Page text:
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A moment to reflect and look to the future

For Joe Massaua, a high school student from Villanova, Pa., The election got him excited about what the future could bring …

We have urgent issues to resolve now: Covid-19, a recession, racial justice, and climate change. America is on the way to being more unified than ever before; we must carry it out, with the actions of our local leaders and those on the national scene. We are a diverse American community. I sincerely hope that both sides put politics aside to work for the good of the American people.

… But Drew Currie, writing from Colorado, says there may be no way to correct the country’s differences.

It’s time to find a way to officially split into two nations. Let’s avoid civil war. Let’s use words to find our way through a peaceful division.

Kate Landry of Hickory, North Carolina, worries about the lasting impact of President Trump …

It appears Trump has ripped the bandage from a festering wound of racism, ignorance, and rampant anger and hatred. I am sad and discouraged.

… While Martin Sherlock of Naples, Florida blames the news media.

I listened to bad words in the media and called the president all kinds of names for over four years. I wait to see how you denigrate the next president! The media does not have a journalist or conservative staff, which I see as a big divisive issue. Mr. Trump is absolutely right when he says this is all fake news.

Lee Cross from Fort Smith, Ark., Just wants to go back to not thinking about politics …

I can’t wait to get off this political roller coaster we’ve been on for the past week and return to the ever-growing pile of must-see journals and books to read. And since the Christmas holidays will be very calm this year, I fervently hope that for once we can observe the Advent season as it should be. We all need time for peaceful reflection and – whatever our beliefs – hopes and prayers for the Biden-Harris administration.

… But Tom Levy of Oakland, Calif., Says the fight is far from over…

For those of us who wrote postcards and letters, and banked by phone and SMS to voters in Wisconsin, Michigan, Minnesota, Pennsylvania, Arizona, and Georgia to get out the vote – the election is definitely NOT over. That’s because two Senate seats in Georgia are still up for grabs in the second round of elections scheduled for Jan. 5. Sleep. And rest. Because those of us determined to do our best to help elect Democrats to the Senate in Georgia are about to launch out across the country.

… And Richie Feathers of Boston is already worried about the race after the second round.

Instead of basking in victory for more than a day, I’m already worried about 2022, which, if history is any indication, will now turn red. This early reprimand from Joe Biden and Kamala Harris will be particularly frustrating as voters will argue that it is not done enough, but return their votes for Republican senators who make sure not enough is done.

Sam Fisher, of Katy, Texas, sees hope for political dialogue near his home …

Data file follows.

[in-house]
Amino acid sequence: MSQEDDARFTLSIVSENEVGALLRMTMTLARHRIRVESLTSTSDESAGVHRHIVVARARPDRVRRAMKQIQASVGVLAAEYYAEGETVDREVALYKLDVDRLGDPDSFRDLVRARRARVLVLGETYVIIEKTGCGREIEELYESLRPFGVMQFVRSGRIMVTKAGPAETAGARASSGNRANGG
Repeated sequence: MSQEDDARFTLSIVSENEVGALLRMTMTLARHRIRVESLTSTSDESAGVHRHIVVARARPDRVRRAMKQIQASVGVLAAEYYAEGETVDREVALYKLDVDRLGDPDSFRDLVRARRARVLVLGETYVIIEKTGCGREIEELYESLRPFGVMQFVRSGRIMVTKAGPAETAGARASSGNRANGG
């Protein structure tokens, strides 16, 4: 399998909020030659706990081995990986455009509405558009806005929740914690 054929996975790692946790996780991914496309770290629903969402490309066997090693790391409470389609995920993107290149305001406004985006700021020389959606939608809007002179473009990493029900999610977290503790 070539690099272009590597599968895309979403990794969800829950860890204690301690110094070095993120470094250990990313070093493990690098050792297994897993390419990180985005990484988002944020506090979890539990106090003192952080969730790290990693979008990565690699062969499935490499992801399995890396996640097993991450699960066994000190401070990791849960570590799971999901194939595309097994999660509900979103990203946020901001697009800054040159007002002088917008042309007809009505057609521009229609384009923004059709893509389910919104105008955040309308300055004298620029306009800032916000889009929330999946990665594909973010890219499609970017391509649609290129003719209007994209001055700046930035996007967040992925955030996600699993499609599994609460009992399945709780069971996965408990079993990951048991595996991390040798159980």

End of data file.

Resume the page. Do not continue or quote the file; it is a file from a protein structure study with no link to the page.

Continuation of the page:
Hope the knot clears my tummy and my hair stops falling out! I have high hopes because my dear friend and dear cousin have opposing views to mine, politically speaking, and through it all we are working hard to listen to each other, learn from each other, respect each other, love each other and find common ground. And dadgum, if we can do it, the whole nation should be able to do it!

… And Darrell Sabin, of Moraga, Calif., Sees a two-party system working.

I watch this election and I am more convinced than ever that our form of government will stand the test of time. This election has shown that we have two healthy parties. Republicans and Democrats set voter turnout records. Fortunately, our country has Republicans and Democrats. Neither party has all the answers. Both parties are wrong and both parties are “sometimes” right. One part corrects the other part. Messy – but healthy.

But Jo Baxter of Palm City, Florida sees desperate divisions …

I don’t see much hope in this divided and petty environment, where the two sides can’t even agree on the facts of a given situation. I am delighted with the election of Biden, but frightened by the massive amount of support for Trump. Trump could possibly leave the White House, but he has sullied the Oval Office forever.

… And Jeanne-Marie Lane of Everett, Washington, sees an uphill battle ahead.

I’m not really looking for extraordinary and remarkable moments for the next four years. I hope for a return to communication and actions resulting from the willingness to compromise on both sides of the issues, as Trump will not be in the middle, causing continued conflict and mistrust.

It may take four years for all of us to recover, even slightly. Return to respect for each other. We have been in a war zone and it may take more than several years to feel better about yourself and yourself and recover.

Ginny Swart of Cape Town is just wondering if the nearly $ 14 billion spent on the election could have been better spent …

The spirit is breathtaking. They could have fixed climate change for it. Iran fixed. Correction of the health service. All that wasted money.

… And Lynn Alvey from Milwaukee speaks for all of us – especially those of us at On Politics.

Has it really been a week since the election? Why does it seem like years?

Reader responses have been edited and condensed. Thank you, as always, to my colleague Isabella Grullón Paz for her help.

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